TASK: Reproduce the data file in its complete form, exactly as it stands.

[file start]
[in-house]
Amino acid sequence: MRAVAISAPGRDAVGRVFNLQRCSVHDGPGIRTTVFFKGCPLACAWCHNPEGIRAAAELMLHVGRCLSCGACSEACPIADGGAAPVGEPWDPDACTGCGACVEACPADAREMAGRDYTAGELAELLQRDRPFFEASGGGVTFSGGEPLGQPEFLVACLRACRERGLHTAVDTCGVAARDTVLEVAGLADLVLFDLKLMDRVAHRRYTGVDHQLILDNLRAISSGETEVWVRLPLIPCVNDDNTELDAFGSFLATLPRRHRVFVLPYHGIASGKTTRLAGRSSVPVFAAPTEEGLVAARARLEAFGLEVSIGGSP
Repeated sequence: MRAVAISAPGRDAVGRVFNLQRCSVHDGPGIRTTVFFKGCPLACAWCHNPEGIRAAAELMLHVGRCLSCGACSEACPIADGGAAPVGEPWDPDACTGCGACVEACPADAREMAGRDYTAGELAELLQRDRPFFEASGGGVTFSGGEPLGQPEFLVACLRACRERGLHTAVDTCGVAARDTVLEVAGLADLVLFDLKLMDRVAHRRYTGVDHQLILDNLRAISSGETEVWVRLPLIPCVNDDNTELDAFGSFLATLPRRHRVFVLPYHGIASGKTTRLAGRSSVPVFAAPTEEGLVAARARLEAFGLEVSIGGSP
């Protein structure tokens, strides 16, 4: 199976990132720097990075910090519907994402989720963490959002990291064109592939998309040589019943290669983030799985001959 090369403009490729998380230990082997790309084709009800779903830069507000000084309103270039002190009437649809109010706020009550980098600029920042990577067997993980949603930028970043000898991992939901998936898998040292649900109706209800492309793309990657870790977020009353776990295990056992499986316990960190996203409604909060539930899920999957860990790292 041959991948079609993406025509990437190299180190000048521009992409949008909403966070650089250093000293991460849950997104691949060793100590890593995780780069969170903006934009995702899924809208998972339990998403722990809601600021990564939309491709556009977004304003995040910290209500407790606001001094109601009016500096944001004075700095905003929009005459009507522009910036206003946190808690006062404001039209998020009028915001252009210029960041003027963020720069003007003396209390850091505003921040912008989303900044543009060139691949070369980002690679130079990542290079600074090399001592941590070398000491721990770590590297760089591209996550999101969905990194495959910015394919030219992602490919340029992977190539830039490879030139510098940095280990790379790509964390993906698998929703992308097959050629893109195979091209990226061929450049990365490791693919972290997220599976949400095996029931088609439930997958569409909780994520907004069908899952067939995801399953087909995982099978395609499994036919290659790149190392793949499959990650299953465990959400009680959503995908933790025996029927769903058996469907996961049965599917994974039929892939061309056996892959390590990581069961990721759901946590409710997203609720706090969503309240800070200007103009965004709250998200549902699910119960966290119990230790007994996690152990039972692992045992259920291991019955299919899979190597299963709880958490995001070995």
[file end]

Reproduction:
[in-house]
Amino acid sequence: MRAVAISAPGRDAVGRVFNLQRCSVHDGPGIRTTVFFKGCPLACAWCHNPEGIRAAAELMLHVGRCLSCGACSEACPIADGGAAPVGEPWDPDACTGCGACVEACPADAREMAGRDYTAGELAELLQRDRPFFEASGGGVTFSGGEPLGQPEFLVACLRACRERGLHTAVDTCGVAARDTVLEVAGLADLVLFDLKLMDRVAHRRYTGVDHQLILDNLRAISSGETEVWVRLPLIPCVNDDNTELDAFGSFLATLPRRHRVFVLPYHGIASGKTTRLAGRSSVPVFAAPTEEGLVAARARLEAFGLEVSIGGSP
Repeated sequence: MRAVAISAPGRDAVGRVFNLQRCSVHDGPGIRTTVFFKGCPLACAWCHNPEGIRAAAELMLHVGRCLSCGACSEACPIADGGAAPVGEPWDPDACTGCGACVEACPADAREMAGRDYTAGELAELLQRDRPFFEASGGGVTFSGGEPLGQPEFLVACLRACRERGLHTAVDTCGVAARDTVLEVAGLADLVLFDLKLMDRVAHRRYTGVDHQLILDNLRAISSGETEVWVRLPLIPCVNDDNTELDAFGSFLATLPRRHRVFVLPYHGIASGKTTRLAGRSSVPVFAAPTEEGLVAARARLEAFGLEVSIGGSP
């Protein structure tokens, strides 16, 4: 199976990132720097990075910090519907994402989720963490959002990291064109592939998309040589019943290669983030799985001959 090369403009490729998380230990082997790309084709009800779903830069507000000084309103270039002190009437649809109010706020009550980098600029920042990577067997993980949603930028970043000898991992939901998936898998040292649900109706209800492309793309990657870790977020009353776990295990056992499986316990960190996203409604909060539930899920999957860990790292 041959991948079609993406025509990437190299180190000048521009992409949008909403966070650089250093000293991460849950997104691949060793100590890593995780780069969170903006934009995702899924809208998972339990998403722990809601600021990564939309491709556009977004304003995040910290209500407790606001001094109601009016500096944001004075700095905003929009005459009507522009910036206003946190808690006062404001039209998020009028915001252009210029960041003027963020720069003007003396209390850091505003921040912008989303900044543009060139691949070369980002690679130079990542290079600074090399001592941590070398000491721990770590590297760089591209996550999101969905990194495959910015394919030219992602490919340029992977190539830039490879030139510098940095280990790379790509964390993906698998929703992308097959050629893109195979091209990226061929450049990365490791693919972290997220599976949400095996029931088609439930997958569409909780994520907004069908899952067939995801399953087909995982099978395609499994036919290659790149190392793949499959990650299953465990959400009680959503995908933790025996029927769903058996469907996961049965599917994974039929892939061309056996892959390590990581069961990721759901946590409710997203609720706090969503309240800070200007103009965004709250998200549902699910119960966290119990230790007994996690152990039972692992045992259920291991019955299919899979190597299963709880958490995001070995």